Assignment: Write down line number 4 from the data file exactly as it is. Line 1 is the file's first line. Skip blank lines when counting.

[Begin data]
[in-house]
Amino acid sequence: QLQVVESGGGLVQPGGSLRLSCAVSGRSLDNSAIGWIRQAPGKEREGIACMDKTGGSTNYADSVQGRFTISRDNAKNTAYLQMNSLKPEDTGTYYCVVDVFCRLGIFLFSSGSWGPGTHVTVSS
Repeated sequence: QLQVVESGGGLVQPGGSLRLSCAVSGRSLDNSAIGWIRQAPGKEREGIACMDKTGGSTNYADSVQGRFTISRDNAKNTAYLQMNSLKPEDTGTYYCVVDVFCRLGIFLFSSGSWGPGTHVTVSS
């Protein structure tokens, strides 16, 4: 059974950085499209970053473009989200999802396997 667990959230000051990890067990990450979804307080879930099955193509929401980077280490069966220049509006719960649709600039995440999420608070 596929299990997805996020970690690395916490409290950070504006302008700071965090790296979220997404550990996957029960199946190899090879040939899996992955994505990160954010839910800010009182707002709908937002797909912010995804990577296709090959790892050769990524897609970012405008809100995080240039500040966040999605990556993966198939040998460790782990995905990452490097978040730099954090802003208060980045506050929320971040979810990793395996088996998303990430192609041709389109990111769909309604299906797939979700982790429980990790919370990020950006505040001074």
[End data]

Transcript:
């Protein structure tokens, strides 16, 4: 059974950085499209970053473009989200999802396997 667990959230000051990890067990990450979804307080879930099955193509929401980077280490069966220049509006719960649709600039995440999420608070 596929299990997805996020970690690395916490409290950070504006302008700071965090790296979220997404550990996957029960199946190899090879040939899996992955994505990160954010839910800010009182707002709908937002797909912010995804990577296709090959790892050769990524897609970012405008809100995080240039500040966040999605990556993966198939040998460790782990995905990452490097978040730099954090802003208060980045506050929320971040979810990793395996088996998303990430192609041709389109990111769909309604299906797939979700982790429980990790919370990020950006505040001074």